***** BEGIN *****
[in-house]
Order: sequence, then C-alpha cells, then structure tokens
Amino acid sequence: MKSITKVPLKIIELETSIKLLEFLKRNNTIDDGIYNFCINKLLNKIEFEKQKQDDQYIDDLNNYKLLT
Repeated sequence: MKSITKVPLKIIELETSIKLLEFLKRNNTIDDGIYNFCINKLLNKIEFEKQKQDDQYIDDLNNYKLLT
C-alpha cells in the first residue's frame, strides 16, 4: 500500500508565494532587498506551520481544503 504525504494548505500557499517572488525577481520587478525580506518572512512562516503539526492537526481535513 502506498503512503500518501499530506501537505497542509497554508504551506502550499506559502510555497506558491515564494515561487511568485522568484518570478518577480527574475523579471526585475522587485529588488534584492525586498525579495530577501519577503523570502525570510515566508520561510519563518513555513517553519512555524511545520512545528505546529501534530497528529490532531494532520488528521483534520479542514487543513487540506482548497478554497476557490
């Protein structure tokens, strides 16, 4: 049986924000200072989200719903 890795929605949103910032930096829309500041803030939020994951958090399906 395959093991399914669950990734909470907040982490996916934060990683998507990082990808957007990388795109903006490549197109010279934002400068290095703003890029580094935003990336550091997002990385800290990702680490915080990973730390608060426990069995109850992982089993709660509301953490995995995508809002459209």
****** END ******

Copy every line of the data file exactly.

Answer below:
[in-house]
Order: sequence, then C-alpha cells, then structure tokens
Amino acid sequence: MKSITKVPLKIIELETSIKLLEFLKRNNTIDDGIYNFCINKLLNKIEFEKQKQDDQYIDDLNNYKLLT
Repeated sequence: MKSITKVPLKIIELETSIKLLEFLKRNNTIDDGIYNFCINKLLNKIEFEKQKQDDQYIDDLNNYKLLT
C-alpha cells in the first residue's frame, strides 16, 4: 500500500508565494532587498506551520481544503 504525504494548505500557499517572488525577481520587478525580506518572512512562516503539526492537526481535513 502506498503512503500518501499530506501537505497542509497554508504551506502550499506559502510555497506558491515564494515561487511568485522568484518570478518577480527574475523579471526585475522587485529588488534584492525586498525579495530577501519577503523570502525570510515566508520561510519563518513555513517553519512555524511545520512545528505546529501534530497528529490532531494532520488528521483534520479542514487543513487540506482548497478554497476557490
């Protein structure tokens, strides 16, 4: 049986924000200072989200719903 890795929605949103910032930096829309500041803030939020994951958090399906 395959093991399914669950990734909470907040982490996916934060990683998507990082990808957007990388795109903006490549197109010279934002400068290095703003890029580094935003990336550091997002990385800290990702680490915080990973730390608060426990069995109850992982089993709660509301953490995995995508809002459209």